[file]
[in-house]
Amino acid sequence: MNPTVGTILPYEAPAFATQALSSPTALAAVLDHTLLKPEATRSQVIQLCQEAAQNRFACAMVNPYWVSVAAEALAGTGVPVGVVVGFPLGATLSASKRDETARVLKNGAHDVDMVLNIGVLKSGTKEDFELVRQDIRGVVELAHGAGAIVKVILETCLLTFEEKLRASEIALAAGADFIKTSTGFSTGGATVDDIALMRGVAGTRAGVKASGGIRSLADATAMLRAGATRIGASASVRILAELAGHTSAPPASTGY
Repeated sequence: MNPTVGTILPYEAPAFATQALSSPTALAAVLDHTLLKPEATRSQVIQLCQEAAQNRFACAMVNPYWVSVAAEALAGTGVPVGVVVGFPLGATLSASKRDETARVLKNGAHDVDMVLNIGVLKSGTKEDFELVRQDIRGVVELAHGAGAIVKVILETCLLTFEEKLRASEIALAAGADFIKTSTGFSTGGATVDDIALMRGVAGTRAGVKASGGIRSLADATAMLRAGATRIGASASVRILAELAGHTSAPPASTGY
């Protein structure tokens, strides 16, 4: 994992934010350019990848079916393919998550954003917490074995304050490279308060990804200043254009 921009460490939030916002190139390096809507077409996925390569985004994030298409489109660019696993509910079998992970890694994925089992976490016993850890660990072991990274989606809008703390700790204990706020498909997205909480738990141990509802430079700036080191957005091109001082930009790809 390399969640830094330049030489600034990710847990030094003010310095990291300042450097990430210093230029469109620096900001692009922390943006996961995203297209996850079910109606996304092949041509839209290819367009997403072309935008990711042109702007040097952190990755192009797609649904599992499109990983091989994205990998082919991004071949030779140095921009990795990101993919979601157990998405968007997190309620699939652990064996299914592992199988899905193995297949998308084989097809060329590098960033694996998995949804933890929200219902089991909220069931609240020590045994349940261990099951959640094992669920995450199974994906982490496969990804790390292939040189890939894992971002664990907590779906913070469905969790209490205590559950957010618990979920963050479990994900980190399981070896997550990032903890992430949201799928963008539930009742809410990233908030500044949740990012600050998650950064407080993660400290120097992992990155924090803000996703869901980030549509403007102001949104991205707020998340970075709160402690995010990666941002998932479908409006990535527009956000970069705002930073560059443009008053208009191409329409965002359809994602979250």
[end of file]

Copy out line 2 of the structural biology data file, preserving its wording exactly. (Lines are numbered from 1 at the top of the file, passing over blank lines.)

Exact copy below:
Amino acid sequence: MNPTVGTILPYEAPAFATQALSSPTALAAVLDHTLLKPEATRSQVIQLCQEAAQNRFACAMVNPYWVSVAAEALAGTGVPVGVVVGFPLGATLSASKRDETARVLKNGAHDVDMVLNIGVLKSGTKEDFELVRQDIRGVVELAHGAGAIVKVILETCLLTFEEKLRASEIALAAGADFIKTSTGFSTGGATVDDIALMRGVAGTRAGVKASGGIRSLADATAMLRAGATRIGASASVRILAELAGHTSAPPASTGY